School nurses could be forced to cover Lakeshore Hospital ER
The day after the tabling of a scathing report on the state of care provided in the emergency department of the Lakeshore General Hospital in Pointe-Claire on Montreal's West Island, the 135 recommendations are already being dealt a heavy blow.
According to the nurses' union, management plans to use school staff to cover the emergency department this summer.
In the conclusion of her report, the independent investigator mandated by the Ministry of Health and Social Services, Francine Dupuis, writes that "the emergency department needs competent staff."
She added that "staff must be well trained, have good judgement and be good listeners (...), because they don't have much time to make up their minds about each case."
Furthermore, in recommendation number 54, Dupuis calls for "never allowing a new nurse to work in the field if she has not received full training in emergency care."
A trained nurse herself, the former deputy CEO of the Centre West Island of Montreal health and social services centre (CIUSSS du Centre-Ouest-de-l'Île-de-Montreal) pointed out that this is "a specialized and complex department" and that expertise is as crucial as it is in operating theatres or intensive care units.
But on the very day the report was tabled, Thursday, the Syndicat des professionnelles en soins de santé de l'Ouest-de-l'Île-de-Montréal (SPSSSODIM), affiliated to the Fédération interprofessionnelle de la santé du Québec (FIQ), learned that the employer wanted to force school nurses to cover evening and weekend shifts at Lakeshore emergency.
"I'm shocked," said local union president Johanne Riendeau.
"In the report, (Francine Dupuis) talks about emphasizing the expertise and experience we need to provide safe care," continued Riendeau. "Now we're going to ask nurses who do completely different work in schools to come and work with unstable patients."
Worse still, the union fears that these nurses will not be properly trained to work in the emergency department.
According to Riendeau, the employer plans to offer these new arrivals "four days of orientation," whereas the training required for a new recruit hired in the emergency department is normally six weeks.
For the CIUSSS, deputy CEO Najia Hachimi-Idrissi said that school nurses are usually redeployed to the network at the end of classes. She added that these professionals are normally assigned to tasks for which they are already trained.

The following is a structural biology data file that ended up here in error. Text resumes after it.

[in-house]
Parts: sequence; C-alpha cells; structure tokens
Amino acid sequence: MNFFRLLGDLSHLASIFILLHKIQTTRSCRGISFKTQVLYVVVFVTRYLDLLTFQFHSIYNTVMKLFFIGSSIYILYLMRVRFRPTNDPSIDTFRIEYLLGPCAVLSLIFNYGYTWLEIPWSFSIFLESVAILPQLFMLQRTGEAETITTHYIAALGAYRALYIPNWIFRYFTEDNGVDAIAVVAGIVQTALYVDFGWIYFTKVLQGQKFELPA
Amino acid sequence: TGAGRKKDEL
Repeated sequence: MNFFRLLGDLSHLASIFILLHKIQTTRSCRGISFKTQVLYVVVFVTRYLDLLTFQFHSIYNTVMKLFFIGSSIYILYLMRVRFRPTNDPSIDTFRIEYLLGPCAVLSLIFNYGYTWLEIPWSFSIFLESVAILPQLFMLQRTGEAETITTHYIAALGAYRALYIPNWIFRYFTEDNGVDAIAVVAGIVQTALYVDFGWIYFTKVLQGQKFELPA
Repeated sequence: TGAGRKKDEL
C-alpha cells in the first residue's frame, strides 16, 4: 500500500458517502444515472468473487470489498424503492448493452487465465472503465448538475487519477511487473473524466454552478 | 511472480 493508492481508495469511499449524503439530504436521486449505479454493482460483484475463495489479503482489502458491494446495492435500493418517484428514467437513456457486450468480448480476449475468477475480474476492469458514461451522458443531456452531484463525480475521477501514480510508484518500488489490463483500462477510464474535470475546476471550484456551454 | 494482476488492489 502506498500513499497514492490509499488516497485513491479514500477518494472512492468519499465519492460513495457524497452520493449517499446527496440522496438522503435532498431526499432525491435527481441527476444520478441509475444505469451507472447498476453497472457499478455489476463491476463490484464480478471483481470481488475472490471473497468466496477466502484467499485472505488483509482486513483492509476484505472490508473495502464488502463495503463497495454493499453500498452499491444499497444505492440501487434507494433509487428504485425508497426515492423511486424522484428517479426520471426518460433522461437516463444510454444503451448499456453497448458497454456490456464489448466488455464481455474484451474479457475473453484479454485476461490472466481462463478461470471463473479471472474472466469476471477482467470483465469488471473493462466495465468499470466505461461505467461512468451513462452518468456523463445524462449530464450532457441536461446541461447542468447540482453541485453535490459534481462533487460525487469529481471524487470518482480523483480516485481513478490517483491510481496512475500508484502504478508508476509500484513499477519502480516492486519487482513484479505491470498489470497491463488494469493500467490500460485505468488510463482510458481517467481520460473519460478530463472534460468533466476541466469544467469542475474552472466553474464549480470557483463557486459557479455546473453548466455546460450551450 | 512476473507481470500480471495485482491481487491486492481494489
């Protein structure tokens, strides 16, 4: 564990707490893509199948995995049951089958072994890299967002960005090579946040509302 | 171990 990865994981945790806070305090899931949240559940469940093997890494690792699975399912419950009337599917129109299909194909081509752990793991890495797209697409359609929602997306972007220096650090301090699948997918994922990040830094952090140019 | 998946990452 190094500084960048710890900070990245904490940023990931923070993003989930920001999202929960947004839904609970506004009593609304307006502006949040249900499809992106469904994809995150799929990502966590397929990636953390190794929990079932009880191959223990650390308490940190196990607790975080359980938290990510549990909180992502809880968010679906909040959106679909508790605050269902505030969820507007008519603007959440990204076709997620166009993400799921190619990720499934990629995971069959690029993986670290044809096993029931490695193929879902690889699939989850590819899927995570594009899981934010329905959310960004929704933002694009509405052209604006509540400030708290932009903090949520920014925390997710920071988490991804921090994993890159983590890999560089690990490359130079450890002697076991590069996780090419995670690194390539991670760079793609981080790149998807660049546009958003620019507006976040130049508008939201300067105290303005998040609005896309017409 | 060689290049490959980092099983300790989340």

According to Hachimi-Idrissi, the first step is to volunteer across the network to meet needs.
"We're not yet at the stage where we're forcing people," she said. Regarding the reduction in training from six weeks to four days, the PDGA was unable to confirm this information for the time being.
"We were told that they were waiting to find out the profile of the nurses who will be working in the emergency department before deciding on the training that will be given," she said.
Nurses at the Lakeshore emergency unit regularly complain to management about their working conditions, but they feel that they are not being listened to.
Last weekend, the nurses were forced to stage a sit-in to protect themselves ethically, claiming that none of them had been trained to manage the code room.
Denunciations are also filed on a recurring basis using the "Safe Care Form" created by the FIQ. Nurses can thus report situations deemed to be dangerous. In one recent report, the emergency department was at 175% occupancy, with only 50 per cent of its staff, i.e. six nurses on duty instead of 12.
In light of these findings, the nurses' union is concerned that the CIUSSS is not taking its response seriously.
"We fear that the 135 recommendations in the Dupuis report will suffer the same fate as those in the many other reports tabled over the years," the union said.
This report by The Canadian Press was first published in French on June 2, 2023.